Bargain Backpacker’s Buying Guide
Spend Less. Get More.
Before hikers even hit the trail – before they struggle to traverse endless ridges and ranges, fight blistering heat and freezing cold, and walk thousands of miles, they must conquer the greatest thru hiker struggle of all – finances.
It is no secret that a thru-hike costs a whole mountain of money. Taking off months from work and eating your way through prior paychecks can dwindle savings accounts as fast as lightning. To save precious pennies pre-hike, spend less on gear, so you can spend more on trail (and on food).
Since my 2014 AT Thru, I’ve learned to mitigate my lust for new and better gear with smart shopping and an eye for price. This is good for my hiking budget and for the stock of Mars Snackfood Incorporated. Here are a few tips I’ve collected over thru hikes to allow gear heads to get more with less.
Step One: Know Your Gear
You know how it happens – you fall deeply and desperately in love with that brand spanking new piece of gear. But the while the piece takes your breath away, the price tag gives you heart palpitations. Instead of pining away in despair, do a little more research and “spec” (specifications) your gear. Let’s choose an example:
We know that the Mountain Hardware Ghost Whisperer is a lightweight down jacket. We can read that in the product description of the jacket. But exactly what makes it so awesome? There is a small tab with “specs” under the description with the following specific information:
Overall Weight: 6 ounces
Insulation: 800 Fill Treated Down
Fabric: Ripstop Nylon
Okay, we’ve got the “specs” or specifications of the jacket we want. How much it weighs, what type of insulation it uses, what type of fabric it uses, what functions it has. Now we search for similar products using these “specs”. Let’s compare a similar jacket.
Overall Weight: 8 Ounces
Insulation: 800 fill untreated down
Fabric: Pertex Treated Ripstop Nylon
You’ll notice there are a few differences between the two, but overall they are comparable pieces in the same category: lightweight down jackets. By knowing exactly what goes into your gear, you can search for comparable pieces. You’re much more likely to find great bargains if you’re keeping tabs on two or three pieces, instead of just waiting for that one specific piece to go on sale.
If the research that goes into spec-ing gear sounds way too complicated, Appalachian Trials has a cheat sheet for you! I recommend the Appalachian Trail Thru-Hike Gear List for a host of similar products that are trail tested and thru hiker approved.
Step Two: Know Where to Go
This step is crucial to finding the best gear deals on the planet. Know which websites have the best deals! When I hunting for a piece of gear, I select the website I think will offer the best bargain on that particular product.
For Big Brand Clothing Like…
Patagonia, North Face, Eddie Bauer, REI…
and Shoes like…
Salomon, Brooks, Hoka, New Balance…
…my favorite site is eBay. Why? There is a large buyer’s market that isn’t necessarily geared toward backpackers. Why is this awesome for you? Sellers often see brand names like “Patagonia” and base prices on similar Patagonia items, not taking into account the specific model of the item. My favorite eBay snags from past and present have been:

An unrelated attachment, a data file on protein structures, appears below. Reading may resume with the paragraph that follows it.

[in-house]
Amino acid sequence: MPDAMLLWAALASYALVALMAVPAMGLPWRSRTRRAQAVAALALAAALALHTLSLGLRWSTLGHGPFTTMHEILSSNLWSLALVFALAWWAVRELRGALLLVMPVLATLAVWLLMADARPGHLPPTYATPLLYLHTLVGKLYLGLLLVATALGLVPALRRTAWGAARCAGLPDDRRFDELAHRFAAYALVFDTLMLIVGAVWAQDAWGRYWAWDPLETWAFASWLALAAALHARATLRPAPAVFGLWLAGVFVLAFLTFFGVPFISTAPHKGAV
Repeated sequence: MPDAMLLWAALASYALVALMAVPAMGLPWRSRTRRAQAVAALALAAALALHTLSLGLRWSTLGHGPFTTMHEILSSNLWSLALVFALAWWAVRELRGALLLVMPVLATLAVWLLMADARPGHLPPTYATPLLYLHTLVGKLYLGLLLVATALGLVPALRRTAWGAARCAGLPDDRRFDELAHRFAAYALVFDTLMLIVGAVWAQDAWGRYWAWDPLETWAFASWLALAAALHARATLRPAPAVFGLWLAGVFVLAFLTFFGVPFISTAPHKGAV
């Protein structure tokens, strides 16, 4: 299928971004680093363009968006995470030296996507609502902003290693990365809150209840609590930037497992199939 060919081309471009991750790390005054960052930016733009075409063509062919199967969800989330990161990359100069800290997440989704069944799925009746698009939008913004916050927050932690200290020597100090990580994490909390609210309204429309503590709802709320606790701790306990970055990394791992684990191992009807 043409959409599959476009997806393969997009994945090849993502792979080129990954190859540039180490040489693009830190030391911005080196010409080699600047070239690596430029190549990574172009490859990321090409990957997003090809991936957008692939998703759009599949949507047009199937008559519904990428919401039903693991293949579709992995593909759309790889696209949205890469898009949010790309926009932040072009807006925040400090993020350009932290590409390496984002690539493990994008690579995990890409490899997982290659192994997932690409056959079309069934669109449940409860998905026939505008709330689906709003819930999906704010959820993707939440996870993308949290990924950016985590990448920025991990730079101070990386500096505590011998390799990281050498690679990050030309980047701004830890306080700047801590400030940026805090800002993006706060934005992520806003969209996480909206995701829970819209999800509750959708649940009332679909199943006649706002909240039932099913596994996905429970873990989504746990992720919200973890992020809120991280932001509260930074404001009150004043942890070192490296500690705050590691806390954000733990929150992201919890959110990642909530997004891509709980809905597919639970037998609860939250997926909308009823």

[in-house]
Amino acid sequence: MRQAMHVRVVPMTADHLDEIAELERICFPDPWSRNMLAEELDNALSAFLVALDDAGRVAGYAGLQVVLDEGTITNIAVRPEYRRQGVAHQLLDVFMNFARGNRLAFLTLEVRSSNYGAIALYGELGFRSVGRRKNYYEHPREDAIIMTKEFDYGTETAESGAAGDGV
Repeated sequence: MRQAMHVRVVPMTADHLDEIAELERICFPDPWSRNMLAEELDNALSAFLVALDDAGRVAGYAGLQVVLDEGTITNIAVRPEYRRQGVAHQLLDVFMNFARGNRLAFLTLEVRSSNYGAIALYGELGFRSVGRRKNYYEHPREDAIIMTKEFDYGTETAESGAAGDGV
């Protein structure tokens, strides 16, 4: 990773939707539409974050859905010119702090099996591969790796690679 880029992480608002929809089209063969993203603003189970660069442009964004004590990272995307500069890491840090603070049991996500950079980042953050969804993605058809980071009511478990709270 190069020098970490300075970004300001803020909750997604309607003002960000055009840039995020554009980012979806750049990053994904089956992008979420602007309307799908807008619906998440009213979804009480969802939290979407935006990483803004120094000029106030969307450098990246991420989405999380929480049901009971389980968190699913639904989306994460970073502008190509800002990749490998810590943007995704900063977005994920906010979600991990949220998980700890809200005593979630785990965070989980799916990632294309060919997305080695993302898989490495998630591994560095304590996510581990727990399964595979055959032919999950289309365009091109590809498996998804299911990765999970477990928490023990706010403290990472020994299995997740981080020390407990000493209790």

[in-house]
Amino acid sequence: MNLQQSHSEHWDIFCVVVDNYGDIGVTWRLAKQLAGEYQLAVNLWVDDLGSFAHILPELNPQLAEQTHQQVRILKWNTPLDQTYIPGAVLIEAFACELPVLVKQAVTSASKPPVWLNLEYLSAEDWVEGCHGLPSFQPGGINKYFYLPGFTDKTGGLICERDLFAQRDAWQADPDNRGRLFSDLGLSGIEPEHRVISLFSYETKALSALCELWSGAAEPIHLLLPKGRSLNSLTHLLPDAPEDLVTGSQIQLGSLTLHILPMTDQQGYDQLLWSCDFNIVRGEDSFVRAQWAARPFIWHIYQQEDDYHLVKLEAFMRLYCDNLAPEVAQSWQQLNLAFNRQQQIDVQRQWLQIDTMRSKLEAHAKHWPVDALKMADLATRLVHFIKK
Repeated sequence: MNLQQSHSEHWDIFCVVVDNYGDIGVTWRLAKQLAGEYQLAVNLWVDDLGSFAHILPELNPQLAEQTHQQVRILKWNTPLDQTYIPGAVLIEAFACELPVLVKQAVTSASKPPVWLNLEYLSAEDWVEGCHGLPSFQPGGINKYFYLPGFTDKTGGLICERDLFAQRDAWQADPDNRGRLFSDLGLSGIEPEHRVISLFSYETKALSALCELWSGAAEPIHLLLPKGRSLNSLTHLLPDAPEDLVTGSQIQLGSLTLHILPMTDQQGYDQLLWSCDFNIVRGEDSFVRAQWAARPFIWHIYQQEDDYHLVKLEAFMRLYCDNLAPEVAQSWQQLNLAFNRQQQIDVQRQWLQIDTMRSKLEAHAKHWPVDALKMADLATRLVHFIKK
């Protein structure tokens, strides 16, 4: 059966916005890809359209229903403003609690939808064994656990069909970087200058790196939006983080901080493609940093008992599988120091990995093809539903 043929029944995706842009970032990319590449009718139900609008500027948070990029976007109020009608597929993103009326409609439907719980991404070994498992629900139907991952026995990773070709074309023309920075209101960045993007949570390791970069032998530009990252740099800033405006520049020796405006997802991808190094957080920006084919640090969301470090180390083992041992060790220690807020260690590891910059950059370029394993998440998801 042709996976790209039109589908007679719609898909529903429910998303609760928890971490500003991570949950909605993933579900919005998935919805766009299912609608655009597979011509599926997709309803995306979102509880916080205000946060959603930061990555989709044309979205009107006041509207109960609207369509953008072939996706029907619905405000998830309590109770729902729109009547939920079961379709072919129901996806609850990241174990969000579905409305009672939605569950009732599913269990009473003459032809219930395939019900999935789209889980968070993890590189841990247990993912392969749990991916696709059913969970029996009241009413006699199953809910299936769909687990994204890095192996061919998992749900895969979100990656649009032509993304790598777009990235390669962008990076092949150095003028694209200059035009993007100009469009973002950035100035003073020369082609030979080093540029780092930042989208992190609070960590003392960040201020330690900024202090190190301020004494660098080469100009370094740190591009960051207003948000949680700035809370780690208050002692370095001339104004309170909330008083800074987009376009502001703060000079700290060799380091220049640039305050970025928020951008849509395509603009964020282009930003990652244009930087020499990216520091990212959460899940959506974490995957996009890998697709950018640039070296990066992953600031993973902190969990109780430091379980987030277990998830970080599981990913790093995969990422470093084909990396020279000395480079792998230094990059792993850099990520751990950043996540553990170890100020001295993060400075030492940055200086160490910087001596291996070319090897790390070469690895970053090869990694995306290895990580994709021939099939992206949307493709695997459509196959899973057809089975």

Ebay: $35.00 Shipped
Ebay: $30.00 Shipped
Ebay: $40.00 Shipped
Ebay is great for popular items and popular brands. But what about specific backpacking and hiking gear? My go to site is the Gear Swap forum at BackpackingLight.com. There a few hoops to jump through before you can post on the forums – it’s a $4.99 charge to join the website. But you can still search the forums for free! I joined BPL after I found a piece of gear I liked by searching the forums, paid the $4.99 membership fee and got my gear.
Here’s my favorite snag for from BPL
BPL Gear Swap: $130.00 + $4.99 Membership Fee = $134.99
Step Three: Make it a Routine
Good bargains on eBay and BPL are often snatched up as fast as they are put up. As a thrifty gear head, it is imperative to stay updated and vigilant about what goes up on these websites.
Think of it – if you checked these websites as much as you check your Facebook you’d never let a deal get away.
Checking regularly doesn’t just apply to online markets though. Especially during the holiday seasons, local gear shops and REI have blowout sales. Keep an eye on the local market too.
Step Four: Don’t Compromise
This is the hardest for me. You’ve found a great deal on the piece of your dreams – but it’s just one size too big. Gear that does not fit, simply does not work. As tempting as it may be, sometimes saving money on the item just isn’t worth it.
Do not compromise on size when purchasing items such as base layers and shoes. With outerwear, make sure you take into account layered sizing.
Lastly, don’t compromise on unique pieces of gear you really want. For example, I’m currently crushing on this Mountain Laurel Designs Poncho Tarp. Since the tarp is expensive and very specialized, I am unlikely to find it second hand. Therefore, I will use all my powers of thrifty shopping and compromise with other pieces in my kit to save enough to afford the specialized, expensive pieces like the Poncho Tarp.
Happy bargain hunting ya’ll!
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Great stuff! Thank you! I hadn’t even thought about eBay…..
Forwarded this to my friend I’m trying to strong arm into hiking to Trail Days with me next year. Yes Kevin…I’m talking about you!